The Terrors of Tinseltown

Think the VCR scared the motion picture industry? Peer-to-peer file-sharing, which enables users to swap digital content, could cut the major studios out of the distribution loop. Here's a look at the CFOs behind the Napsterization of Hollywood.

And that’s just the beginning. P2P networking (PCs sharing data via the Net, without a central server) is radical, paradigm-altering stuff. While some observers believe serverless networking will eventually make E-marketplaces obsolete, the entertainment business is under siege now.

Don’t let the recent court decision on Napster fool you. “The importance of the Napster decision lies in what it does not address and cannot prevent,” says Michael Graham, an intellectual property lawyer at Marshall, O’Toole, Gerstein, Murry & Borun. “Even if the Napster site is shut down, there are other sites and other software that enable the rapid sharing of computer files between distant computers. Stopping Napster does not stop file-sharing.” Adds attorney Steve Lesavich of McDonnell Boehnen Hulbert & Berghoff: “Peer-to-peer technology is here to stay.”

In Hollywood, the Huns are already banging on the studio gates. Digital entertainment specialist SightSound Technologies Inc. ( recently released the first movie made expressly for distribution over the Net. CFO Alex LePore says he is currently trying to secure more funding for the company. Another upstart, AtomFilms (, renamed Atomshockwave after being bought by Shockwave Inc., uses P2P technology to distribute independent movie shorts and animation, including the wildly popular The New Arrival. According to CFO Eric Cansler, revenues at the company jumped 1,200 percent last year.

Whiz kid Gene Kan, a brilliant, 24-year-old Gnutella software maven, has also advanced the cause of P2P file-sharing. Last year, Kan created a UNIX version of the Gnutella file-sharing software — and has since become the unofficial spokesman for the P2P movement. Kan’s idea — and the idea behind most peer-to-peer networks — is simple. Rather than place huge files of digitized entertainment on a massive server, the files are stored on the individual hard drives of thousands of PCs. That way, bandwidth is shared by everyone. Conversely, in a typical video-on-demand (VOD) setup — the Net distribution model most studios are pursuing — you need pipes the size of the Holland Tunnel to distribute movies.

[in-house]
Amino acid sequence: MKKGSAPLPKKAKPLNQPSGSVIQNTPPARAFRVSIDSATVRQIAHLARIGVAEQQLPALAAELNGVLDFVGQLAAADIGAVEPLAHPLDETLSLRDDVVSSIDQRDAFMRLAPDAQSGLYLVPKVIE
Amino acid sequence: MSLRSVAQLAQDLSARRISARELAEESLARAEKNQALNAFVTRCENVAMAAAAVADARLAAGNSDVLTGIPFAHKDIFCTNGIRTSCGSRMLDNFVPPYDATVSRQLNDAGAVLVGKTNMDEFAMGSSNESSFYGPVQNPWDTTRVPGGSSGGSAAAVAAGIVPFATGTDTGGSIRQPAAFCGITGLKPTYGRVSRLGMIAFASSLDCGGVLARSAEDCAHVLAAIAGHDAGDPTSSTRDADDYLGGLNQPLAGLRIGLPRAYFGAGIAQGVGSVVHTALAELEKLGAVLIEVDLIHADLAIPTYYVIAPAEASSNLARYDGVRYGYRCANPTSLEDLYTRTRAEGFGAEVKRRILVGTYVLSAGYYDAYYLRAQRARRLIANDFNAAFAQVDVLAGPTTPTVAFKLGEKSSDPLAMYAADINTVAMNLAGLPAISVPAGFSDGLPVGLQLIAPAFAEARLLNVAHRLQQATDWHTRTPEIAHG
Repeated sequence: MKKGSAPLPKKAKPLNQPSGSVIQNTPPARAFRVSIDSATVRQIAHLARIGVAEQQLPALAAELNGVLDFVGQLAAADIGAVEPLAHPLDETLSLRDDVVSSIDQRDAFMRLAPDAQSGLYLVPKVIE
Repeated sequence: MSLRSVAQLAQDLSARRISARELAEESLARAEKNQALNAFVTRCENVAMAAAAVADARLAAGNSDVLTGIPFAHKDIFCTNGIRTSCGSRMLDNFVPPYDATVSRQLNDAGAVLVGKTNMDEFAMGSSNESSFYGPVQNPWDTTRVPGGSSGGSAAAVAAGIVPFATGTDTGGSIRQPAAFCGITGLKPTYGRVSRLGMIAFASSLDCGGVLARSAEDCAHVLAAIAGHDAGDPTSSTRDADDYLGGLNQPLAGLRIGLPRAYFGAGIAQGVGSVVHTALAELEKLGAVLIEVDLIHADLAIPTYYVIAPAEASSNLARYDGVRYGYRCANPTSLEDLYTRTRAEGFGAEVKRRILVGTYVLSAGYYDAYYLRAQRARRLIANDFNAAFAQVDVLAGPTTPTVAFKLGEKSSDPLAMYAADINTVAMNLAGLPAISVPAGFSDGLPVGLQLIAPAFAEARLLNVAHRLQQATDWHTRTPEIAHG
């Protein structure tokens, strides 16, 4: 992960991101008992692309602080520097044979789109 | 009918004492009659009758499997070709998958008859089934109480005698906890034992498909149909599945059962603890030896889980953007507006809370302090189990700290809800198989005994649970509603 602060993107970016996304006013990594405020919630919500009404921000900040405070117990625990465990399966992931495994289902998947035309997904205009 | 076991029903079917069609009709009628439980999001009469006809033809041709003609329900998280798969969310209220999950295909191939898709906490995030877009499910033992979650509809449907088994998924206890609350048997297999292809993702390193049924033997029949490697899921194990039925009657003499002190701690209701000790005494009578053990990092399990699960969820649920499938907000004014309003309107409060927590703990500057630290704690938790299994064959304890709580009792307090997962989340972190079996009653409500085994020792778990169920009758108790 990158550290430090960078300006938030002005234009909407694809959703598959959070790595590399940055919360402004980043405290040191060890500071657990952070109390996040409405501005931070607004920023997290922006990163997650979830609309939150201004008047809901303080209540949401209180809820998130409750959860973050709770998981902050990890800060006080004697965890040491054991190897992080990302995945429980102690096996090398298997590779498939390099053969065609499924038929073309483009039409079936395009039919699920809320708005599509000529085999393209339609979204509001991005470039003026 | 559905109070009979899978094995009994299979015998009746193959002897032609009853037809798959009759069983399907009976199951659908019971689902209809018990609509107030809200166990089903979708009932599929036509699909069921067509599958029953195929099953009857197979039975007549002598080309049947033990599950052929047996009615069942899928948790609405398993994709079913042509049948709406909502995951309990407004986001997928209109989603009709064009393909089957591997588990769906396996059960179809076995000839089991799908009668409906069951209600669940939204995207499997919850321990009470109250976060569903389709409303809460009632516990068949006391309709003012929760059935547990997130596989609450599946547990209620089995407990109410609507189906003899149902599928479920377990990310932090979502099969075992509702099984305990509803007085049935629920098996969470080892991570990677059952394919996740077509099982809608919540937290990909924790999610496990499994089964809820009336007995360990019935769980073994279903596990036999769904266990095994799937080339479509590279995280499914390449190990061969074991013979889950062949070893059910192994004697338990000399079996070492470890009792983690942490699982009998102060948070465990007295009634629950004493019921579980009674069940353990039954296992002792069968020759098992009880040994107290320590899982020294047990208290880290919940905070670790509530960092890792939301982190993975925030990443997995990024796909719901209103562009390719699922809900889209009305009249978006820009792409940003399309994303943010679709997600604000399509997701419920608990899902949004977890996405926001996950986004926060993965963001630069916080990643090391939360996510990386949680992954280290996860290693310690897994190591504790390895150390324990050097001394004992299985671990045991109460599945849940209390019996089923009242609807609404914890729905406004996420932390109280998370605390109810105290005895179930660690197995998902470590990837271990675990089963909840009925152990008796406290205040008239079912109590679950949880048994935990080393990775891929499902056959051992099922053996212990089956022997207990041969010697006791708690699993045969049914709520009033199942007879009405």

Ironically, the P2P evangelists say they’d happily license their swell file-swapping technology to motion picture studios, with artists and studios getting their fair share of the profits. There’s only one problem: For the moment, it appears the studios would rather litigate than lunch.

It’s a familiar script. Indeed, if the legal wrangling to stop P2P movie sharing were a movie, it’d be a remake. Several of the same studios that filed suit against Scour also sued Sony and its Betamax VCR in the late 1970s. That case eventually reached the US Supreme Court, which ruled that the VCR offered too many benefits, such as watching home movies, to be banned. The parallels are frightening. “If we had the funds to take this to the Supreme Court, there’s no question in my mind we would have been vindicated,” Kalanick says, noting that Scour was predominantly used to swap noncopyrighted files — including home movies.


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